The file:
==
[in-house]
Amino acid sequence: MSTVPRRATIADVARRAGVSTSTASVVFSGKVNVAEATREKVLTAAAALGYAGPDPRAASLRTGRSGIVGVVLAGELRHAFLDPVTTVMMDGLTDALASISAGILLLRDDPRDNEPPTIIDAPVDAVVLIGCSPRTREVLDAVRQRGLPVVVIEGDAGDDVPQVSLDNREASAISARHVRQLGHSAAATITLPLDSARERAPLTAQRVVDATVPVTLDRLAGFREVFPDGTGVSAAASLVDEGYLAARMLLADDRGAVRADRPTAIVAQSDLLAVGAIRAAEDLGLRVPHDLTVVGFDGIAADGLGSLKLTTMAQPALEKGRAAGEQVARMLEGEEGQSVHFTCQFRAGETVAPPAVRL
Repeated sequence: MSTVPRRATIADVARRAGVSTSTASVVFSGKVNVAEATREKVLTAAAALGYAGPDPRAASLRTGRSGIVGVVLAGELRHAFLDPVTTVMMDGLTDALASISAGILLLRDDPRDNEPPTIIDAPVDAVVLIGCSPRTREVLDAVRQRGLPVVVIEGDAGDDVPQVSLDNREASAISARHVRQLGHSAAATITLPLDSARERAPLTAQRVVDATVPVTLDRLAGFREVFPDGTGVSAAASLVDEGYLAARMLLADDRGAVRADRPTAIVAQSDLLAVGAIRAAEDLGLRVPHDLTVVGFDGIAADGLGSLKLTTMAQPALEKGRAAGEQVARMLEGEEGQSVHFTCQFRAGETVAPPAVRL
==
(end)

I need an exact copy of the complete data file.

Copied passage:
[in-house]
Amino acid sequence: MSTVPRRATIADVARRAGVSTSTASVVFSGKVNVAEATREKVLTAAAALGYAGPDPRAASLRTGRSGIVGVVLAGELRHAFLDPVTTVMMDGLTDALASISAGILLLRDDPRDNEPPTIIDAPVDAVVLIGCSPRTREVLDAVRQRGLPVVVIEGDAGDDVPQVSLDNREASAISARHVRQLGHSAAATITLPLDSARERAPLTAQRVVDATVPVTLDRLAGFREVFPDGTGVSAAASLVDEGYLAARMLLADDRGAVRADRPTAIVAQSDLLAVGAIRAAEDLGLRVPHDLTVVGFDGIAADGLGSLKLTTMAQPALEKGRAAGEQVARMLEGEEGQSVHFTCQFRAGETVAPPAVRL
Repeated sequence: MSTVPRRATIADVARRAGVSTSTASVVFSGKVNVAEATREKVLTAAAALGYAGPDPRAASLRTGRSGIVGVVLAGELRHAFLDPVTTVMMDGLTDALASISAGILLLRDDPRDNEPPTIIDAPVDAVVLIGCSPRTREVLDAVRQRGLPVVVIEGDAGDDVPQVSLDNREASAISARHVRQLGHSAAATITLPLDSARERAPLTAQRVVDATVPVTLDRLAGFREVFPDGTGVSAAASLVDEGYLAARMLLADDRGAVRADRPTAIVAQSDLLAVGAIRAAEDLGLRVPHDLTVVGFDGIAADGLGSLKLTTMAQPALEKGRAAGEQVARMLEGEEGQSVHFTCQFRAGETVAPPAVRL